The Open UniversitySkip to content

How to develop evidence based practice to support witnesses on the autistic spectrum (ASD) when they give evidence

Lali, Dionysia; Pike, Graham and Ness, Hayley (2018). How to develop evidence based practice to support witnesses on the autistic spectrum (ASD) when they give evidence. In: 2018 Conference of the Society of Evidence Based Policing, 1-2 Mar 2018.

Full text available as:
PDF (Poster) - Requires a PDF viewer such as GSview, Xpdf or Adobe Acrobat Reader
Download (583kB) | Preview
Google Scholar: Look up in Google Scholar


Current procedures for gathering evidence from witnesses can create significant anxiety to people with Autistic Spectrum Disorders (ASD), due to difficulties with memory, language, social interaction, communication and face recognition. This can impact on the quality of evidence provided. Working with ASD witnesses could also be stressful to police officers, as they are the first to interact with witnesses that could require special assistance, and it is therefore vital for officers to be able to identify and support ASD witnesses. This empirical study aims to address these issues by investigating police officers’ perceptions, knowledge and understanding about ASD individuals as witnesses, as well how this translates into their practice, and is to develop operational procedures to improve policing practice, particularly for eyewitness identification procedures. The project seeks not only to identify areas where improvement might be needed, but also to develop and test procedures which make the most of research evidence based practices.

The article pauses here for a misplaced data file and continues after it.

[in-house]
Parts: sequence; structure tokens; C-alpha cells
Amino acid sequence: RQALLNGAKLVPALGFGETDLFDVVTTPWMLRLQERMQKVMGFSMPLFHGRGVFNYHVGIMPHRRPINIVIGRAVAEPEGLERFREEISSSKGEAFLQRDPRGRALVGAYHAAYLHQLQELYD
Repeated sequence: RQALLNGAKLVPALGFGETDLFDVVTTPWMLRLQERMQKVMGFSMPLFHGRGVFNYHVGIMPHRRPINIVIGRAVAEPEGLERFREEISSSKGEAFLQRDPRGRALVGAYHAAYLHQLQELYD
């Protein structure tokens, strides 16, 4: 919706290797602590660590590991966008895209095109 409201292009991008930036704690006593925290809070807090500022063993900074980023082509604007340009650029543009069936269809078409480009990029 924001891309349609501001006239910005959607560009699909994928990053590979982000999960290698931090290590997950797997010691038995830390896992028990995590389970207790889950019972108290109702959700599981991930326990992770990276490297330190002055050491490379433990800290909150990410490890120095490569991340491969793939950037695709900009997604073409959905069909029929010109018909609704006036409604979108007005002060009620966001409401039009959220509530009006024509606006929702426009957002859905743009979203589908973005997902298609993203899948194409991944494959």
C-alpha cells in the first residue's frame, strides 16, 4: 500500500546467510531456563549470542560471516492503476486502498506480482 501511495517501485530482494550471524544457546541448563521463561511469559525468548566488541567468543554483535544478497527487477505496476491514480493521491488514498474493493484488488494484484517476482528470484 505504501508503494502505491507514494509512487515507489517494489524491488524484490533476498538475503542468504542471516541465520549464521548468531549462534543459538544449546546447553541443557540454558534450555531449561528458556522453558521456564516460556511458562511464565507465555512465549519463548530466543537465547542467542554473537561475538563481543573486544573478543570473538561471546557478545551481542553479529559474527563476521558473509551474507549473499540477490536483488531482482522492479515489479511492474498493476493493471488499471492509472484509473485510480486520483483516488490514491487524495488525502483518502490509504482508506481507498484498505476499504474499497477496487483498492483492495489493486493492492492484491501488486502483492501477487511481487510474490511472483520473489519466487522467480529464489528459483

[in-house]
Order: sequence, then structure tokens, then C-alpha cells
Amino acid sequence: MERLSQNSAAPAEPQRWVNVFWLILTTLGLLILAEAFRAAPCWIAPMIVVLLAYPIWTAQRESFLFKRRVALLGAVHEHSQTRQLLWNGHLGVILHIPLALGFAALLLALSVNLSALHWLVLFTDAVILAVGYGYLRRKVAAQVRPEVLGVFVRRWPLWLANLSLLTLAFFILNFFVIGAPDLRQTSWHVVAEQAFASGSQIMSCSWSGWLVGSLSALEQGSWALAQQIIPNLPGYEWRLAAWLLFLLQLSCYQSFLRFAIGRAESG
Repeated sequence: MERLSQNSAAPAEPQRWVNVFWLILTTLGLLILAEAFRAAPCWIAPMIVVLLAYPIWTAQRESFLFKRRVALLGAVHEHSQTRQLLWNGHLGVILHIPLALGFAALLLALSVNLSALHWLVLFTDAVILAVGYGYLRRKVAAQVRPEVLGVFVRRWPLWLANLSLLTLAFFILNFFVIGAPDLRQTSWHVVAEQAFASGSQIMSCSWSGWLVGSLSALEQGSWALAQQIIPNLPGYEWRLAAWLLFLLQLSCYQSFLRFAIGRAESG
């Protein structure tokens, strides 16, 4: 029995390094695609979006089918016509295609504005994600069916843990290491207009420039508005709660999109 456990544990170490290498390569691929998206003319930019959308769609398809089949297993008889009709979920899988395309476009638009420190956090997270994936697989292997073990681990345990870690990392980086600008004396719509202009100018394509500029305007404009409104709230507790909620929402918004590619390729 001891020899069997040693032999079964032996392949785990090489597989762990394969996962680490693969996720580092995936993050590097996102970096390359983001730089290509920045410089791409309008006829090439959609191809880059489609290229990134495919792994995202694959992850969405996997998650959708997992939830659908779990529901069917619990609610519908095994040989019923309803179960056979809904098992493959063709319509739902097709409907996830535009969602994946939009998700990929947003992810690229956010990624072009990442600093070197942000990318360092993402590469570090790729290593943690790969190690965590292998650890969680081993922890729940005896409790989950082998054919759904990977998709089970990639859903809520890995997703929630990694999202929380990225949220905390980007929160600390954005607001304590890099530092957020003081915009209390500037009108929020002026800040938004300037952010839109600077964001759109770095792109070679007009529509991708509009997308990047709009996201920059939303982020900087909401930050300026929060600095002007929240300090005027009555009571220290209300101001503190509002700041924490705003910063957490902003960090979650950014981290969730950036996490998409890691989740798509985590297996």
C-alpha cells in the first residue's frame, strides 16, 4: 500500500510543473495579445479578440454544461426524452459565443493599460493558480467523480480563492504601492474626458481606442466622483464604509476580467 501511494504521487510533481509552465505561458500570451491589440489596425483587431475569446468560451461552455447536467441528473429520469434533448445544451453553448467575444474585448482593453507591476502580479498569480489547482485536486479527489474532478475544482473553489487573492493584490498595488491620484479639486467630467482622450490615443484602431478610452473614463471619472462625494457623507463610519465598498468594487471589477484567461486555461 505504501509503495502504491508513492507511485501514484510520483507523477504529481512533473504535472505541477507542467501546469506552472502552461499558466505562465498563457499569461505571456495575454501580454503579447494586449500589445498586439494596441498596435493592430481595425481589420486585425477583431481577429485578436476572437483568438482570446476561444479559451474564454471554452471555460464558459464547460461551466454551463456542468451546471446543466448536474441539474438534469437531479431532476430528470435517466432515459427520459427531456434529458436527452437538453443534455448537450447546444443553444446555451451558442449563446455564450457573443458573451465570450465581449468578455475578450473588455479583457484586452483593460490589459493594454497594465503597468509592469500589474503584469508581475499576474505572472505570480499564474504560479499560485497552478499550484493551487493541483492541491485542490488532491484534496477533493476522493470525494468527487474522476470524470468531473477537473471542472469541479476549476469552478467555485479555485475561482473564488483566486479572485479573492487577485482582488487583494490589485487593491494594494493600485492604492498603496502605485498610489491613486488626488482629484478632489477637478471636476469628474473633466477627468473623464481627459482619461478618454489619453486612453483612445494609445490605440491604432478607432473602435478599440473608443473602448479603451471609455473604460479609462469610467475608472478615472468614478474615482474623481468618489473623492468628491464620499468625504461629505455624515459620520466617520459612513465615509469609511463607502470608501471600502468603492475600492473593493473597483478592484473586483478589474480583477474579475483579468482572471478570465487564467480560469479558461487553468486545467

Item Type: Conference or Workshop Item
Keywords: policing witness ASD autistic spectrum disorder ASD witnesses
Academic Unit/School: Faculty of Arts and Social Sciences (FASS)
Faculty of Arts and Social Sciences (FASS) > Psychology
Research Group: Centre for Policing Research and Learning (CPRL)
Item ID: 53943
Depositing User: Graham Pike
Date Deposited: 29 Mar 2018 14:32
Last Modified: 07 Dec 2018 18:47
Share this page:

Download history for this item

These details should be considered as only a guide to the number of downloads performed manually. Algorithmic methods have been applied in an attempt to remove automated downloads from the displayed statistics but no guarantee can be made as to the accuracy of the figures.

Actions (login may be required)

Policies | Disclaimer

© The Open University   contact the OU